In a series of reports, motoring and trucking news outlet Transportation Nation Network noted that within the past few weeks, violence against truck drivers had a notable uptick, a couple of which have been deemed life-threatening and even fatal.
One such incident, which happened in a Chicago suburb, involved a 58-year-old male who was found dead in the cab of his truck. The victim, who was not identified, suffered a gunshot wound, Illinois police have said.
A similar incident happened in Tulsa, Oklahoma, where a truck driver ended up in the hospital after attempting to thwart a robbery of his semi-truck. According to authorities, a motorist pulled up alongside the victim’s semi and attempted to steal tools from the truck.
As reported by local news outlet KTUL, the suspect ran over the truck driver after the latter noticed the robbery. According to authorities, the semi driver went through the windshield as the suspect drove across the street to a field.
Aside from violent crime, truck drivers must also be able to handle situations involving protesters, according to Collin Mooney, executive director of the Commercial Vehicle Safety Alliance.
“Even a peaceful protest can transition pretty quickly into a violent situation. I recommend if any truckers are operating in any area where protests are gathering or plan to gather, avoid the area altogether. Not just for their safety, but for preserving the equipment and supplies as well,” Mooney said, referring to an incident wherein trucker and independent contractor Bogdan Vechirko nearly drove an 18-wheeler into a large group of protesters in Minneapolis.
The incident, which took place two months ago, did not result in any injuries among the protesters. It did, however, result in the 35-year-old Vechirko sustaining physical injuries after he was pulled out of his cab and beaten by several protesters before others stepped in to shield him.
This incident, which ended with Vechirko being released without charges, has since spurred discussions as to how truckers should act when confronted with protesters.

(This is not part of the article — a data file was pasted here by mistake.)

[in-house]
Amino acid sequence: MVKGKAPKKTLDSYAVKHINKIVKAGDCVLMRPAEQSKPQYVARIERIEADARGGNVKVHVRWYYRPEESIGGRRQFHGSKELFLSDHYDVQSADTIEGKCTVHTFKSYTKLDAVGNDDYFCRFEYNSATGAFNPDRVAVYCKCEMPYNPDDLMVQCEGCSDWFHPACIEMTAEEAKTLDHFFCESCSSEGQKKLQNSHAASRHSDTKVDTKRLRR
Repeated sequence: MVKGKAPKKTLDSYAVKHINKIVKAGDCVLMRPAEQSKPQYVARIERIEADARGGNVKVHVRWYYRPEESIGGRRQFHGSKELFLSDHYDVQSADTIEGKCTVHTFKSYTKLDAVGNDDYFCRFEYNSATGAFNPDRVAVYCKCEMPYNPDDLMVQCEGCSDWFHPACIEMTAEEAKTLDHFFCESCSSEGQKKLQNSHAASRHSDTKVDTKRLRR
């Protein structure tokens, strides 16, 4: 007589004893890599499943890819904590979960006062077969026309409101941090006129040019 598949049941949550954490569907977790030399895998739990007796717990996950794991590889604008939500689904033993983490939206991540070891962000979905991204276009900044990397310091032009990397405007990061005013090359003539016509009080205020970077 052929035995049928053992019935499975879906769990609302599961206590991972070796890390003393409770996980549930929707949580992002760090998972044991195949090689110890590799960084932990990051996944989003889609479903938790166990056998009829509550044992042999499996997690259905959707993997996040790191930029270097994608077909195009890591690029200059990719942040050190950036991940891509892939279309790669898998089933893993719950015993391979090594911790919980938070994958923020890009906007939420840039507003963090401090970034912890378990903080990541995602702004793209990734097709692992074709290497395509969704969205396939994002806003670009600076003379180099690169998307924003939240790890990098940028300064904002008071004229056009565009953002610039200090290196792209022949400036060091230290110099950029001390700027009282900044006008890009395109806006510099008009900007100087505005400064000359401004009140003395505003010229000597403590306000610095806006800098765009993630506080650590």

"We will defend ourselves every time, up to and including, using our 80,000-pound trucks and its 1,800 foot-pounds of torque to run you over. We don't want to, but will if we have to, to save our own life," Mark Staite, a truck driver who mentors young people joining the trucking industry through a small trucking-education group on Facebook and YouTube, said in a Facebook post that has since gone viral. (Related: Trucking company halts deliveries to cities that are pushing to defund or abolish the police.)
Despite his jarring message, however, Staite maintains that he is not calling for violence, noting in an interview that the preservation of safety is of paramount importance.
"That's not the point here. We, as professional drivers, don't want to run people over," Staite said, noting in his viral Facebook post that truck drivers will not be this generation's version of Reginald Denny – a reference to an incident in 1992 wherein Denny, a truck driver, was surrounded by an angry mob protesting the acquittal of the four police officers who were filmed brutally beating Rodney King, an African-American man.
As detailed in several articles, a group of men forcibly pulled Denny out of his trailer before beating him nearly to death on live television. Denny, as a result of the incident, would come away with severe and permanent brain damage and 91 skull fractures.
In response to the violence faced by truck drivers and in the wake of the Vechirko incident, the American Trucking Associations, ATA Safety Management Council (SMC) and the ATA Transportation Security Council (TSC) have released a list of recommendations and tips on how to avoid unsafe situations, as well as advice on what to do in the event that truckers find themselves amid a rioting mob.
According to the ATA, drivers and dispatchers must avoid protest areas altogether, or, if unable to do so, simply stay in contact with other drivers and their contacts in order to provide travel updates. In addition, drivers and dispatchers must also contact delivery locations and ask for current situations and conditions.
The ATA also recommends that carriers tell their drivers to immediately call 911 if they feel like they are in danger of being surrounded by rioters or violent mobs.
In addition, the Iowa Motor Truck Association has urged its members to stop as soon as they see masses of people blocking the roadways and look for ways to avoid a confrontation.
“Do whatever [is] necessary to change directions and get out of the area,” the IMTA said. “If you are alert, you should be able to see these masses of people far enough in advance that you can act before being surrounded.”
YouTube personality Red Viking Trucker has also aired advice for truckers in the event that they encounter violent groups on their trips.
One thing drivers should never attempt, he said in a video, is to assume that violent people can be reasoned with.
“If someone is comfortable enough to break into your vehicle, break into your house or shoot at you, get into your truck in the middle of the night -- if that person is comfortable doing that, they’re not a reasonable person. If you try and think that you can make them see the error of their ways, you are a statistic waiting to happen,” he said.